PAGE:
HP's Mark Hurd: Thinking about zeroes

Summary:HP CEO Mark Hurd talks fast, walks fast and he’s a man in a hurry to fix HP, and the clock is ticking. During a Symposium ITxpo Q&A with Gartner analysts Carl Claunch and Leslie Fiering, Hurd gave his usual pitch, focusing on the fundamentals and execution pitch, doubling down on core enterprise areas—servers, storage and management software [watch a video clip].

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HP CEO Mark Hurd talks fast, walks fast and he’s a man in a hurry to fix HP, and the clock is ticking. During a Symposium ITxpo Q&A with Gartner analysts Carl Claunch and Leslie Fiering, Hurd gave his usual pitch, focusing on the fundamentals and execution pitch, doubling down on core enterprise areas—servers, storage and management software [watch a video clip].

He reiterated that HP doesn’t intend to spin off the printer business or exit the PC space, and that the company would maintain its R&D investment, currently about $3.6 billion annually and yielding 11 patents a day.

Hurd is clearly a man of numbers. When he speaks, he often numbers the points in his response to a question, and is known to metricize (Hurd’s term) everything in what HP calls the total customer experience. One of the numbers that seems to be prominent in Hurd’s thinking about where to take HP in the next five years is zero.

First, he said CIOs won’t be satisfied until their IT budget goes down to zero. Secondly, he said that only companies with R&D can deliver another zero—a humanless data center. With long-term investments in servers, storage and management, Hurd is aiming HP at automating IT, taking the cost (much of it human) out and become the premier utility computing company. “At its core, HP has the best technologists on the planet Earth,” Hurd said. HP research is “focusing on trends, such as how far to push virtualization so you get true utility computing, how to push the management thesis farther, operatorless data centers and digital media centers that change the way media is pumped into the home,” he added.

He views IBM as his chief competitor. “I have been competing against IBM my whole career. It’s a good company, with good management and a good team. At the same time we have different strategies,” Hurd said. He describes IBM as having a mainframe ecosystem and more deep in management consulting. Sun, he said, needs to get its financial condition fixed and is less open than HP. “Our biggest issue is ourselves. Once we get our house in order we can be a little more proactive with our statements,” Hurd said, referring to making quips about rivals, like Sun CEO Scott McNealy likes to do.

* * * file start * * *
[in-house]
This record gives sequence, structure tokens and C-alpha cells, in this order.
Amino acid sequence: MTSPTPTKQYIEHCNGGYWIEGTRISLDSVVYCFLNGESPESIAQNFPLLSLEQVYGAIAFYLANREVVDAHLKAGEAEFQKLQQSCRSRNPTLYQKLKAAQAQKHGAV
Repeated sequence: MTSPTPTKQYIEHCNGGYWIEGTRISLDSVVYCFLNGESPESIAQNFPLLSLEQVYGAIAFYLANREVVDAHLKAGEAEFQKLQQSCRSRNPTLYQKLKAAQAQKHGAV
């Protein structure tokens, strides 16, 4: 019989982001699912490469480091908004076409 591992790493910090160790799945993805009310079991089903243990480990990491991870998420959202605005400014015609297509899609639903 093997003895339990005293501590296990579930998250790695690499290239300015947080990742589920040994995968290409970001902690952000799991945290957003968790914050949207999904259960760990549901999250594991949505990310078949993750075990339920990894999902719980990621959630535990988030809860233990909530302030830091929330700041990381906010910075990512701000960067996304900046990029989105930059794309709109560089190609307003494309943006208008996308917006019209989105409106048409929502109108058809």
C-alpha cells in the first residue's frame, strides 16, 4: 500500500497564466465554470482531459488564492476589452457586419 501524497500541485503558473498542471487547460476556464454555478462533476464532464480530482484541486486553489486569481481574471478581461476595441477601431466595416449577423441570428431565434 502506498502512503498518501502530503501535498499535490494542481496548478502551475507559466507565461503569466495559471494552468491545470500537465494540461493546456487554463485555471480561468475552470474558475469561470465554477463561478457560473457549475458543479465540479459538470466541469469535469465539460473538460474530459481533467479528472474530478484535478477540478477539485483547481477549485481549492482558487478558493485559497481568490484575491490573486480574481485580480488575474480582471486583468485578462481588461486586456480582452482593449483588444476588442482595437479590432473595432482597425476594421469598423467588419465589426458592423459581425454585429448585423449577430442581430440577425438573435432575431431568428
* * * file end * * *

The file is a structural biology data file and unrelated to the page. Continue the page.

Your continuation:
He said the company is making progress in eliminating the previous matrixed organizational structure led to “lunatic conclusions,” with too many people touching a decision. “We need to make decisions closer to the customer. If we make a bad decision, change the person,” Hurd said. “More than anything about the new model is bringing clarity, accountability and responsibility across the company.” He estimated it would take four to five years for HP to build the “best” sales force.

He also described HP and Intel “ out on a peninsula” supporting the Itanium chip.

I have always found HP’s Adaptive Enterprise to be amorphous, more a statement of direction than a coherent set of products and services. Hurd was asked whether there was stood behind HP’s adaptive enterprise. He responded that he fully supports it as a framework. “It’s an appropriate framework. That said, we have to make sure we have the product deliverables against that framework. We have to do better there,” Hurd said.

Hurd was also asked about whether the services business was a margin enhancer or a real business. “There is strategic debate how far up the stack we go. BPO, business process outsourcing, is a very broad category. Like it or not at HP we are technologists, not executive compensation consultants. We will stay very focused on services as it relates to technology—such as call centers, IT outsourcing and managed services.” He added that to that degree HP doesn’t make all products, the company will partner for solutions and be agnostic about the technology.

Hurd talks a good game. The stock is up more than 30 percent, and the wheels are in motion to execute on his vision. Whether, HP will be the first or most successful company at deliving the holy grail of IT automation, remains to be seen, If HP fails it won't be because it didn't have the metrics or discipline to measure its progress along the way. It will because HP failed to “invent” the future.

Topics: Hewlett-Packard

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